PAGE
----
Op-Ed

While Miami drivers stew in traffic, their lawmakers are making them pay for rural roads in North Florida | Opinion

Miami-Dade commuters’ tolls will fund three North Florida roads they won’t use.
Miami-Dade commuters’ tolls will fund three North Florida roads they won’t use. Miami Herald

As we wait for Gov. Ron DeSantis to decide whether to sign into law legislation that would dismantle the Miami-Dade Expressway Authority — a misguided effort that has already harmed the once-stellar credit rating of MDX and will likely cost South Florida drivers more — let’s see what else happened on the transportation front in Tallahassee.

In essence, the state plans to use tolls Miami-Dade County drivers pay on Florida’s Turnpike, and even a portion of their motor vehicle registration taxes, to help build three new toll roads in rural counties north of us. Once again, Miami-Dade County is the cash cow for the rest of the state, and our legislative delegation (with some rare exceptions) are aiders and abettors in this scam.

So while we face congestion because of empty promises by the two legislators who sought to create a new state-run transportation authority in a supposed effort to cut tolls and eventually end them decades from now, the reality is Sen. Manny Diaz Jr. and Rep. Bryan Avila delivered a bait and switch. The final bill that passed the Legislature (HB385 and SB898) contains no guarantee that tolls will be cut at all, or that all the toll money collected would remain in our county, and important proposed roads like the Kendall Parkway are in jeopardy.

Our legislators seem to have had no qualms in having Miami-Dade County drivers end up paying for roads that won’t serve our community. Senate Bill 7068 would fund the Southwest-Central Florida Connector from Collier to Polk counties; extend the Suncoast Connector 130 miles north from Citrus to Jefferson counties; and build the Northern Turnpike Connector from the Ocala area heading to the proposed Suncoast Parkway up in North Florida.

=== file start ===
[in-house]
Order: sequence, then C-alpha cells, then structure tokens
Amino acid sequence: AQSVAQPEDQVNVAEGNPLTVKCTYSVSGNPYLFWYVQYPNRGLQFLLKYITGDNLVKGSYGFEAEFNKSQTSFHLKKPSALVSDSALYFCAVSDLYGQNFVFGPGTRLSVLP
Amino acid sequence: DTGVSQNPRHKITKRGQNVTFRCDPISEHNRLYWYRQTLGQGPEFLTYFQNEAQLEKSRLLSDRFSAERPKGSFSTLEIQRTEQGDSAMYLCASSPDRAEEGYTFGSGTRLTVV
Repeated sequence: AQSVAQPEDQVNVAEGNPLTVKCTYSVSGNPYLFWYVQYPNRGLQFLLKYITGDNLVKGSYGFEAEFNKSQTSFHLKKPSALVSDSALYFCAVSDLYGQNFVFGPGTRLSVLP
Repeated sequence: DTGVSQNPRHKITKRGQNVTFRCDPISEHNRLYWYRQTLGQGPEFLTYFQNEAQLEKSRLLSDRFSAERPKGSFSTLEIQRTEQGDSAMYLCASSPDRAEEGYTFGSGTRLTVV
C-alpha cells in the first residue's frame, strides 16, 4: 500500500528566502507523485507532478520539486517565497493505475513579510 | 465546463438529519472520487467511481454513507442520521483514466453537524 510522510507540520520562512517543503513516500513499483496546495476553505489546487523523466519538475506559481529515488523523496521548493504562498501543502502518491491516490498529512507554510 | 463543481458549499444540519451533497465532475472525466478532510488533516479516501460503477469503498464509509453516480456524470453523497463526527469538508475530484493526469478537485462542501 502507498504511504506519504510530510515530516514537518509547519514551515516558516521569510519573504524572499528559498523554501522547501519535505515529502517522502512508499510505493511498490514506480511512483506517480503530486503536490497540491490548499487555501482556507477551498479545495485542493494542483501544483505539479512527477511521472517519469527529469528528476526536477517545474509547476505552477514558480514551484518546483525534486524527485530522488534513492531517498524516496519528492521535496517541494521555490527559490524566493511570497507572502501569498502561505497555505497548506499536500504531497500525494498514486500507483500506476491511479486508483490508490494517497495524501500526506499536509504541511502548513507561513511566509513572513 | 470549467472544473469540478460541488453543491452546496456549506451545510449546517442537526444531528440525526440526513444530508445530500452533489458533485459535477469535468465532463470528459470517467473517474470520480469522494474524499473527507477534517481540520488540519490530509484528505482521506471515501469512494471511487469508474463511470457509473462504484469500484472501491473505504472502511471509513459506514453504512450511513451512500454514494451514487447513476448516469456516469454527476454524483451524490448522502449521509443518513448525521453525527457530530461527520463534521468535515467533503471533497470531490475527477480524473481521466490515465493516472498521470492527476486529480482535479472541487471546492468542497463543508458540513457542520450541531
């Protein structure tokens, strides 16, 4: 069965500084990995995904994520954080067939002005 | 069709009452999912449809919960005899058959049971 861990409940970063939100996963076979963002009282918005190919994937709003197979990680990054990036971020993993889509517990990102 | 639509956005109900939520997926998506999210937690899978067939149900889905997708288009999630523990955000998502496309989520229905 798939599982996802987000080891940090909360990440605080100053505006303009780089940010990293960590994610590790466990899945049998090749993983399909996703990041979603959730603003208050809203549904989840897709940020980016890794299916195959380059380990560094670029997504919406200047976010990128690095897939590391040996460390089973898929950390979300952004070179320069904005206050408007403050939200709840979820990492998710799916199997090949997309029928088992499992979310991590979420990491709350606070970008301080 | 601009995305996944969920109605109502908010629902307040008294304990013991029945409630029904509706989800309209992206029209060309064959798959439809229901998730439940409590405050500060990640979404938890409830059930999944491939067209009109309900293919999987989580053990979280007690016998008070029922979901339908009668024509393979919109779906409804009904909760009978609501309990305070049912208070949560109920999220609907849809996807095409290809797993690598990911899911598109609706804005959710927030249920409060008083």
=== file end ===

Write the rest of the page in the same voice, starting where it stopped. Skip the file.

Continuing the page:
Those three rural roads will become a legal extension of the turnpike system, which means that toll revenues from the entire state system will be used to cover those building and operation costs, as well as $77.5 million in motor-vehicle registration fees collected statewide that will be used for those three roads. Motor-vehicle registrations in Miami-Dade account for almost 10 percent of the state’s registrations. And the turnpike portion that runs through our county accounts for 16.7 percent of the turnpike’s revenues, even though that span makes up only 11 percent of the turnpike’s lane miles.

I don’t blame legislators from other parts of Florida for voting for SB7068 because they were working for their region’s interests. However, I do blame those Miami-Dade legislators who voted against the best interests of our residents, their constituents. This is precisely why I proposed merging the Miami-Dade portion of the turnpike with MDX, so that we could immediately cut 20 percent in tolls for our drivers and end the state’s insistence on automatic toll hikes based on cost of living — a total savings of $8.5 billion — while also producing a $1.85 billion work plan that would include roads and transit for the next three decades.

Instead, our drivers will be bankrolling three rural roads to the tune of billions of dollars in Northwest and Southwest-Central Florida while we’re stuck in traffic here with no clear plan and facing greater costs.

Let’s hope Gov. DeSantis vetoes the Diaz-Avila legislation that tramples on Miami-Dade County’s home-rule charter. We can do better for our citizens.

Carlos A. Gimenez is Miami-Dade County mayor and serves as appointed chairman of the Miami-Dade Expressway Authority.

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